From time to time, Brad Pitt, Uma Thurman, Madonna and other stars appear on the streets of Budapest. Characteristically, they carry strange expressions and some kind of cheeky or provocative message. The street art of Miss KK uses celebrity figures seemingly torn from the pages of fashion magazines, bringing a little pizzazz to everyday life in the capital.

Miss KK has been involved in street art for more than a decade. Her attachment to fashion is no coincidence, as she studied to be a textile designer and has been working as a graphic designer for Sugarbird since 2014.

She produced her first work at the stop for trams 19 and 41 on Clark Ádám tér, but her creations have now gained greater fame: celebrities are now taking photos and sharing them on their social platforms.

We Love Budapest: The main characters in your creations are various celebrities dressed like mannequins. Where did this idea come from? Do you remember how your first creation was born?

Miss KK: At secondary school, I had to make a dress I had designed and sewn myself based on my chosen theme, to which I had to attach a fashion drawing, an illustration. Due to lack of time, I cut out a montage from different pieces of material and magazines. 

Since I was interested in graffiti and street art before, I knew I’d be involved in it one day and wanted to create something of my own, individual character, but I didn’t quite yet have the direction. Once this particular fashion drawing was done, I immediately put together what I was going to glue together on the street.

WLB: Who do the dolls represent? Where do you draw your inspiration?

Miss KK: First, I always get the quotes, I read or hear something that reflects my own life right now, and I immediately grab it. After that, I build up the clothes, the face and the mood of the figure.

WLB: Did you have any memorable stories about your work?

Miss KK: I’m very careful, so I haven’t yet had any serious problems. It was funny let’s say, when Josh Brolin (Thanos from the film Avengers: Endgame) was in Budapest with his family, he photographed one of my figures upon which someone had scrawled an obscenity. 

Dua Lipa’s sister has also photographed one of my characters in London, and it’s cool that more and more designers and models featured in the work are sharing them on their own pages.

WLB: You work as a graphic designer for Sugarbird. How much time do you have for street art?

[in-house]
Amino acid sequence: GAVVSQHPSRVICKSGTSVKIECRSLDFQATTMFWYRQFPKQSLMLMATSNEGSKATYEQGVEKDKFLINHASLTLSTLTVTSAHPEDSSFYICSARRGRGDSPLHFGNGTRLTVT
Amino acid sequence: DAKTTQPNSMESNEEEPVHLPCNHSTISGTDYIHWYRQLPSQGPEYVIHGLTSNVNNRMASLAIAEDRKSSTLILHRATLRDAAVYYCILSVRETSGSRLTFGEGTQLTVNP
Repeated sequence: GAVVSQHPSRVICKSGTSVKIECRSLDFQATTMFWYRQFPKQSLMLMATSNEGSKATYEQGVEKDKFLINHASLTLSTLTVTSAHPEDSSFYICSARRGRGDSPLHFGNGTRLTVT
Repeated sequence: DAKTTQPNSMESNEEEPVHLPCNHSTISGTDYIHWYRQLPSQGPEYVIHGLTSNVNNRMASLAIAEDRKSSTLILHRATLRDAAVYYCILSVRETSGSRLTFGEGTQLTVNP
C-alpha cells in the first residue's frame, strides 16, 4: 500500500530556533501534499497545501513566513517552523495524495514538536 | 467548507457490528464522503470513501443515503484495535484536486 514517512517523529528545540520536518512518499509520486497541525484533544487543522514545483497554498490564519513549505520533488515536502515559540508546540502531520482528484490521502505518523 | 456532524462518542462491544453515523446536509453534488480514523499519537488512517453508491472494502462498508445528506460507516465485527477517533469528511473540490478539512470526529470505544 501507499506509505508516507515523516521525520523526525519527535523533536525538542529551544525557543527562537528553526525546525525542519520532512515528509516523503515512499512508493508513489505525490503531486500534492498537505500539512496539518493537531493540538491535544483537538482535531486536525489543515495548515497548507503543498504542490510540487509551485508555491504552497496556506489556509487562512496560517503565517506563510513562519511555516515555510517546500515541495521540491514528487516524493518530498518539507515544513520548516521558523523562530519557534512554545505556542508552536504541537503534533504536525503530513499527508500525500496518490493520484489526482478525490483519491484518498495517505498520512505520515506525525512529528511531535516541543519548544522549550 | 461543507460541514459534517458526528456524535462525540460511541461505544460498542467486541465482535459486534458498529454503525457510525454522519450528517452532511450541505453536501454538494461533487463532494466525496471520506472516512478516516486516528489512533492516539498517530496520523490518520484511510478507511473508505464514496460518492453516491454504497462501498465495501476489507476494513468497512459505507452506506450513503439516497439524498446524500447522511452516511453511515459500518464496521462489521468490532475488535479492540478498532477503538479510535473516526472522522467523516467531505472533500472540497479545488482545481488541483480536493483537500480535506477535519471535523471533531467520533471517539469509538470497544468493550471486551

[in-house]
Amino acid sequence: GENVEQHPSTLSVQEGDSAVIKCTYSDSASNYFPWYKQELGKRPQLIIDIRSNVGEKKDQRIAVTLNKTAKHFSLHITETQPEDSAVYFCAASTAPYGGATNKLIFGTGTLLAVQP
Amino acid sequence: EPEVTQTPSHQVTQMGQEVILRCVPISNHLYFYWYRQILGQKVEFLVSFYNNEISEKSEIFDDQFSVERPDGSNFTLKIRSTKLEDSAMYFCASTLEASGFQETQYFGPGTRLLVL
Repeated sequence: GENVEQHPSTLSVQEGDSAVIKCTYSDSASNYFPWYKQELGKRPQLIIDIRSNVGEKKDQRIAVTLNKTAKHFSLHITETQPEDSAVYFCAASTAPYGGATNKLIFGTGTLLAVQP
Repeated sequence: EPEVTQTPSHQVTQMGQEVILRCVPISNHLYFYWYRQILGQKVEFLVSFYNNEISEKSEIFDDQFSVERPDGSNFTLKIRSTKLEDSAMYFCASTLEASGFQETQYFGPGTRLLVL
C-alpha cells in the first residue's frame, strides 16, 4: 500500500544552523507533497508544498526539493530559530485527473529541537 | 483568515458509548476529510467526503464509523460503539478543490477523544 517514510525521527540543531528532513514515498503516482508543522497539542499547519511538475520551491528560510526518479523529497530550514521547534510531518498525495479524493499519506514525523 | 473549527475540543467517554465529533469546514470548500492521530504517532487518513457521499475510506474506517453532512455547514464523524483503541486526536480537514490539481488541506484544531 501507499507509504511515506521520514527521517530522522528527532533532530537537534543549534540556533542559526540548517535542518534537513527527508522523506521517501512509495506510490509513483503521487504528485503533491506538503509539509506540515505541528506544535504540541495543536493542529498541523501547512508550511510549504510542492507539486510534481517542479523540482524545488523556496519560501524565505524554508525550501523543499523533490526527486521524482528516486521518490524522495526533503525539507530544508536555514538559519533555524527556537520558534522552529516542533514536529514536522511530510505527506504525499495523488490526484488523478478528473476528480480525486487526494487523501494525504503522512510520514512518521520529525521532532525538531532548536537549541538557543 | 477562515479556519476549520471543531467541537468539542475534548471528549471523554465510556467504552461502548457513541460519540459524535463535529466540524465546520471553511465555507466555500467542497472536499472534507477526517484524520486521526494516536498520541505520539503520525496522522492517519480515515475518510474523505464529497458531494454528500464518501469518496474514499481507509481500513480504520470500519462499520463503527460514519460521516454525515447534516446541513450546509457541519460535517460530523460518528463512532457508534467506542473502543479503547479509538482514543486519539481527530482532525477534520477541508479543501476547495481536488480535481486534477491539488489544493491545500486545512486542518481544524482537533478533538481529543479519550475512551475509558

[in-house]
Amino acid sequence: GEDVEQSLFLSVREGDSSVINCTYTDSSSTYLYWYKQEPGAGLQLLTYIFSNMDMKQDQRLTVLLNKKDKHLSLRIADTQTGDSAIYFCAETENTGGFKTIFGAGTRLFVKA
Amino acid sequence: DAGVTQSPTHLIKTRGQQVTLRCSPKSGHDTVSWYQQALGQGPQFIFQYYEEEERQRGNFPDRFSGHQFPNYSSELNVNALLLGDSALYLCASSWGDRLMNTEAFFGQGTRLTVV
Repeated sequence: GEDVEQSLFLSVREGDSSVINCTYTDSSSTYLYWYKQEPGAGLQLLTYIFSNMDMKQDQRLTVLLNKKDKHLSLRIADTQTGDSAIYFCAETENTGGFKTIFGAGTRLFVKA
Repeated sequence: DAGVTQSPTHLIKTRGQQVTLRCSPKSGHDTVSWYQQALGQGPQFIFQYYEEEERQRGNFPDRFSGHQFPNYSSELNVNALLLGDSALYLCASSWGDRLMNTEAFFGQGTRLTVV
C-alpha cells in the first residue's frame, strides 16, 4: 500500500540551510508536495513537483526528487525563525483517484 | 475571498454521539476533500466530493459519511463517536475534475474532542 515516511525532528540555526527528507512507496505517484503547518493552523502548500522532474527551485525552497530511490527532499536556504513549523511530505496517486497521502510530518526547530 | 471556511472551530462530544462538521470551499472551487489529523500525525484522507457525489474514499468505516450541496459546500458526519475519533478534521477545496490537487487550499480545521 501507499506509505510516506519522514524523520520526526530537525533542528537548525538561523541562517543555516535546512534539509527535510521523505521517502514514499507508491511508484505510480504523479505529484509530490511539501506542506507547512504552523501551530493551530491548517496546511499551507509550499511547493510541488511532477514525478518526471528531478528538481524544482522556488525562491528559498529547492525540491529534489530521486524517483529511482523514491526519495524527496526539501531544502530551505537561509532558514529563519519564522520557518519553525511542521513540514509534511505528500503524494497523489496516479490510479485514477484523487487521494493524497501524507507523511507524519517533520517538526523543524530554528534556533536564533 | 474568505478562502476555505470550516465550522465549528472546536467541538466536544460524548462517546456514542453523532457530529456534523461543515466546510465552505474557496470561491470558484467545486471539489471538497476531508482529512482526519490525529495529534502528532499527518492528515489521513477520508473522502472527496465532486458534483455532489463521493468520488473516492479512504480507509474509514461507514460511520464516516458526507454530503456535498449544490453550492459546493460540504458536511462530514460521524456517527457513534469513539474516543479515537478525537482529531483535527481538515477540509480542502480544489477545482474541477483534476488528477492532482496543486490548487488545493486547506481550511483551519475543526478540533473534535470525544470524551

Miss KK: I’ve been designing graphics at Sugarbird for seven years. There are products that started as a one-off, but have since evolved into a recurring collection, such as the Queen and Sugar Bird themes.

I also design the graphic direction for the Disney, Zsolnay and Frida Kahlo collections. Sugarbird is based on 80% graphic products, so this job requires a whole person. However, I can always go out putting stuff together at least once a month.

WLB: You are considered the first female street artist in Hungary. Your works often contain ironic and sometimes thought-provoking sentences referring to Girl Power. How do you stand on this question?

Miss KK: It’s easy to be number one in a field where I’m the only one. I can’t tell now if all of a sudden there are other female street artists here. I feel completely outside any other competitors, although I also always compare myself to others in the professional field. Crazy, really.

WLB: Why do you do paste-up work? What are the peculiarities of this genre?

Miss KK: It’s ideal for me because I can make and design the figure on the computer for as long as I want. It is not created on the spur of the moment like posting up graffiti. Of course, the location also adds to it, but I can work on the main element until I’m completely satisfied with it.

WLB: How do you decide where your work will go? Do you plan ahead or place them randomly?

Miss KK: It’s important for a lot of people to see it, so a busy place, with a timeless feel. Bustling spots downtown, ideally. I walk a lot and I usually look out for the location in advance, but I always carry more figures with me, and if I see a promising spot on the hoof, I stick it there too.

WLB: Can you tell me a few places where you can see your latest work?

Miss KK: My latest job is not under the radar, but an exciting collaboration with Jägermeister. Seven Hungarian artists designed their own labels, and we could decorate a bar window.

My installation can be seen on Király utca, the Csipesz Bar. Other ones can be found around Madách tér right in the city centre, around places such as Központ, Telep and Konyha.

WLB: How is your relationship with Budapest? What is your favourite place in the capital?

Miss KK: I have an open relationship with Budapest, but from time to time I also fall in love with Barcelona. On the other hand, I find it silly when people say “everything is always better abroad”.

I think we shape our environment and everything else around us. My favourite place is always my home, but if I have to say something else, it’ll probably be Füvészkert.